Lunchtime organ recitals/ Chester Cathedral
AN IMPORTANT feature of musical life at Chester Cathedral are the organ recitals, which are held every Thursday lunch time. This year ends on a high note with the cathedral’s organist Philip Rushforth occupying the bench next week, while on the last of the year (December 27), the soloist is his predecessor Roger Fisher who is now enjoying a busy career as an international recitalist.
On these occasions the organist is not as remote as his distant organ loft might suggest as Chester erects a large television in front of the audience, meaning you can watch his hands and feet in close up throughout.
The Grand Organ of Chester Cathedral (Priory DVD)
PEOPLE wanting to know more about Chester Cathedral organ should look out for this new DVD. It features Philip Rushforth playing a recital ranging from Straus’s Zarathustra Sunrise to Holst’s Jupiter via the Sinfonia from Handel’s Messiah and a paraphrase on a well known tune from his Judas Maccabeus via Riff Raff by Giles Swayne and pieces by Guilmant, Sumsion, Brewer and more.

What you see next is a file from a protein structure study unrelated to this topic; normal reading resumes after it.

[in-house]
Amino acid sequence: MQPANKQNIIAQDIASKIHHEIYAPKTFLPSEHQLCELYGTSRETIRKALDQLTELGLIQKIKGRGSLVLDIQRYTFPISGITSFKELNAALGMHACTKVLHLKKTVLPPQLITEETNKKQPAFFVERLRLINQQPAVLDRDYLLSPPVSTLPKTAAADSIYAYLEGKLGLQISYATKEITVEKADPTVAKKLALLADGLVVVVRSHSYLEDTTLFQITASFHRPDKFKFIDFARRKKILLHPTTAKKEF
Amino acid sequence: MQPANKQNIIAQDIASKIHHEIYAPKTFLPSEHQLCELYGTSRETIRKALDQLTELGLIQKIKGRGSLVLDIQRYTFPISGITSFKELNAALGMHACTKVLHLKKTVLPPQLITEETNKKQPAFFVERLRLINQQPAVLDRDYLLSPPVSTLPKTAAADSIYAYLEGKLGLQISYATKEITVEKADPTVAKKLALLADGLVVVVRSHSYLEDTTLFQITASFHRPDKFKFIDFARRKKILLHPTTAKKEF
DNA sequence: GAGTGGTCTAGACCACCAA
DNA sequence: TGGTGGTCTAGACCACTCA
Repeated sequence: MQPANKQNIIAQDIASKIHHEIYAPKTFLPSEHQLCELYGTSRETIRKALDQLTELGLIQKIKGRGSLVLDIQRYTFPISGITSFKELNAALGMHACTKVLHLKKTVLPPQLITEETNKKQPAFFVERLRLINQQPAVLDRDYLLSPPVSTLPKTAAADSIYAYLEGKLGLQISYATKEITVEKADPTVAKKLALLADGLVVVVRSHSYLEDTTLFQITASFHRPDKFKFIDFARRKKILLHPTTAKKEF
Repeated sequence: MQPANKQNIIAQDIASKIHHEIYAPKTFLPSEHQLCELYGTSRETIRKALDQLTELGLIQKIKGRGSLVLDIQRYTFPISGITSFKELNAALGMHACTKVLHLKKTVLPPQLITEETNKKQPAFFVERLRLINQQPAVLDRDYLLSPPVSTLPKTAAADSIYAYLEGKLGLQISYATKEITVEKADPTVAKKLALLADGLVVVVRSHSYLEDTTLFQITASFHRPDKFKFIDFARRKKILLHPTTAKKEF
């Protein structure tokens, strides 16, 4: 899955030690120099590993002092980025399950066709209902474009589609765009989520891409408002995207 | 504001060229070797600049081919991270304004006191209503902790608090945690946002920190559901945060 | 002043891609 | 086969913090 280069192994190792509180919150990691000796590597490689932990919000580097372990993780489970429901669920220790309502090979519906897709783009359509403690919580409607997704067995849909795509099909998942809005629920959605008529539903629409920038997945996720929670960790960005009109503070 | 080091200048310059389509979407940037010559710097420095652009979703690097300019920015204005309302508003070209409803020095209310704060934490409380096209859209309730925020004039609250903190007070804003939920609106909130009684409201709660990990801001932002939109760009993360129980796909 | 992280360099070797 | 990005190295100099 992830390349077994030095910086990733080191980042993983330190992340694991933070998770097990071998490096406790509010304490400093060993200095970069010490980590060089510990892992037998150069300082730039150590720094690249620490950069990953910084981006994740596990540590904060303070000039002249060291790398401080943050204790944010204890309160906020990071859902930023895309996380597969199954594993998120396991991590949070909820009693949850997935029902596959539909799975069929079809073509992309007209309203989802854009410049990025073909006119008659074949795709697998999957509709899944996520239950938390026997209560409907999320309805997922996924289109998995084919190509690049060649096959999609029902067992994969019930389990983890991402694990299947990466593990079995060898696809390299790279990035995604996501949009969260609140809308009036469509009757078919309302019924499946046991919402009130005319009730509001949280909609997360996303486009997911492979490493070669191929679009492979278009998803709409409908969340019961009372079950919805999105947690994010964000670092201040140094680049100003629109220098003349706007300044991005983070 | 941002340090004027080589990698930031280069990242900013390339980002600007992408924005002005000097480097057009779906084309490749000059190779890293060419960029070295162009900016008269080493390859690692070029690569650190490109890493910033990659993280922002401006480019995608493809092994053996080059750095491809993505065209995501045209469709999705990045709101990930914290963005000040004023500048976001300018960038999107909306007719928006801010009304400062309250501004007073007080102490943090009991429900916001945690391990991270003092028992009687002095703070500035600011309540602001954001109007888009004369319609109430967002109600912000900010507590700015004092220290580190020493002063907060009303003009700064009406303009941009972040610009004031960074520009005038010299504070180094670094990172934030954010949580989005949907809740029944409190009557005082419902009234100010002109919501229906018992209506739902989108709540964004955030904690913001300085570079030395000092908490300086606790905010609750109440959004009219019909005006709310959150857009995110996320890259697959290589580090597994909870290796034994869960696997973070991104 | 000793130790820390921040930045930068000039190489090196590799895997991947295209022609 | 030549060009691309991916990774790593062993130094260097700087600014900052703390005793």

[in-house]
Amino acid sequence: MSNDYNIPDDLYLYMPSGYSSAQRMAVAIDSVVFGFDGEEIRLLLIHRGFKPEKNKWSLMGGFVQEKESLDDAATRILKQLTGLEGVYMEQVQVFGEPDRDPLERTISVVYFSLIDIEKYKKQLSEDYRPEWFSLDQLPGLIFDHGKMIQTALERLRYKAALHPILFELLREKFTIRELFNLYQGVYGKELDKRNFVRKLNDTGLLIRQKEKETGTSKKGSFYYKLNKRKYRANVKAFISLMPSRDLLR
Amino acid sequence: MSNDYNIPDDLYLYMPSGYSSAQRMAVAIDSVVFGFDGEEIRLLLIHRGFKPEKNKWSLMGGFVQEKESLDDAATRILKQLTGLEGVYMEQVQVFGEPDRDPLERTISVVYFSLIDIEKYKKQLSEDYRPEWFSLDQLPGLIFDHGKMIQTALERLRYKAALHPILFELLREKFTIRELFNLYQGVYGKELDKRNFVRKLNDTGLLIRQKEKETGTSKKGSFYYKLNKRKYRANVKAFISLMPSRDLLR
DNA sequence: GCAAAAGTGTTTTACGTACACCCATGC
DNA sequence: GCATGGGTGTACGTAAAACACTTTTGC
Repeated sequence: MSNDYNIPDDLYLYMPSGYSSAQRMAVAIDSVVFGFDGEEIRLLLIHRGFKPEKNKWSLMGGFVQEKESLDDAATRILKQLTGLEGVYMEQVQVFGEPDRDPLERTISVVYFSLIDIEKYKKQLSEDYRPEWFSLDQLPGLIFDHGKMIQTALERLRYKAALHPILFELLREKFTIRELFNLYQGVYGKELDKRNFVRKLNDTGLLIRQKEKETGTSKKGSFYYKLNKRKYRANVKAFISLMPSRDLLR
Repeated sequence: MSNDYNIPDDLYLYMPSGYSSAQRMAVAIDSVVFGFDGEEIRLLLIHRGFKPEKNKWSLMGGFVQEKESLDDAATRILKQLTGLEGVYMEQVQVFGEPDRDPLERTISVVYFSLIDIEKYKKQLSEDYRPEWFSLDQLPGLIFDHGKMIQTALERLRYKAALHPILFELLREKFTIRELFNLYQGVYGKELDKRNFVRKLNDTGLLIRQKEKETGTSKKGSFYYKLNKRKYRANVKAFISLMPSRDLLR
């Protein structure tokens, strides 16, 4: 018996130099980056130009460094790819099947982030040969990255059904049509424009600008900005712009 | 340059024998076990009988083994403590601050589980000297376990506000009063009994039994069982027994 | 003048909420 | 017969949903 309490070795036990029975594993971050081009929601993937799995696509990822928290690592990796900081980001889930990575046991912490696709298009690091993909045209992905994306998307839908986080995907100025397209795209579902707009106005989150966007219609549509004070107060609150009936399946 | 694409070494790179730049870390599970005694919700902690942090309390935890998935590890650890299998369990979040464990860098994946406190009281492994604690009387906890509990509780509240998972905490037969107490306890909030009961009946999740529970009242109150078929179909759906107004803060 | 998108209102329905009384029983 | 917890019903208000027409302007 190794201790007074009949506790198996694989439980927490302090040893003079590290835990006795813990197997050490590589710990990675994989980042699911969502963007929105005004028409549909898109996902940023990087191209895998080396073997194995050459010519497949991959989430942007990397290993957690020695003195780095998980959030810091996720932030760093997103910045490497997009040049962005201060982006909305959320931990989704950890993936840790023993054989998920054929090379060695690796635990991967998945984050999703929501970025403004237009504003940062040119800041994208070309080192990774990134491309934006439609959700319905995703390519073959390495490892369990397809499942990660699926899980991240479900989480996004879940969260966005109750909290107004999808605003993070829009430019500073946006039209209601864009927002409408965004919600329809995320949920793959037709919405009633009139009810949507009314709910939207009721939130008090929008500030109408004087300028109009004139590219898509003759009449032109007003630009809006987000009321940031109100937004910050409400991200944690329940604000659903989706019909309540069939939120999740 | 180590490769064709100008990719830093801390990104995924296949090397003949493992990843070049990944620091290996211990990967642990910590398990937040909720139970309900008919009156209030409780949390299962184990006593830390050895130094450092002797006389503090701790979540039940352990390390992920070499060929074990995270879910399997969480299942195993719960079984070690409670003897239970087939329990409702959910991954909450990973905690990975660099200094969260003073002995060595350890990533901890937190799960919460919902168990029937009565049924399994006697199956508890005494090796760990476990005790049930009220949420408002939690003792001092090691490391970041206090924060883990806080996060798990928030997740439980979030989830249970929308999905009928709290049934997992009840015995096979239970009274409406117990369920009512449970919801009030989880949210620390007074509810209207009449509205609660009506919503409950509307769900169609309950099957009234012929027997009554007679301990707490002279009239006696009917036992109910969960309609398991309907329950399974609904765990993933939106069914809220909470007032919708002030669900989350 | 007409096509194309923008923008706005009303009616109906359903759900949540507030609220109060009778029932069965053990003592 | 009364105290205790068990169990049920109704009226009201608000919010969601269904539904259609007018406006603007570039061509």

The items are skilfully chosen to have some connection to the cathedral and there are shots of the cathedral and cloisters, including some details often overlooked and views of the city itself.
For those frustrated by the sound from a TV set, the pack also includes a CD in hi-fi sound. But there is more to the DVD than just the recital.
On a different track Philip Rushforth introduces each item and on another he clambers about the pipework, talking about and demonstrating each stop of the instrument.
He also takes us through one item from the programme, the Bell Scherzo of Lemare and talks us through it, with the screen divided in four so we can see not only him but his hands and feet as well. This is a splendidly presented set with a good booklet and the soloist speaks easily to camera. It will be a good tourist attraction too with its views of the city. It is now on sale and can doubtless be found in the cathedral shop. There is also a not quite serious bonus piece on the DVD for which there was not time in the main recital.
Incidentally for those to whom Edwin Lemaire’s name is not instantly familiar, he wrote Moonlight and Roses and was rather cold shouldered by his colleagues for becoming too popular.
This is part of a series from Priory which began with Ian Tracey at Liverpool Cathedral and we are promised more next spring when Richard Lea will present the organ of Liverpool Metropolitan Cathedral.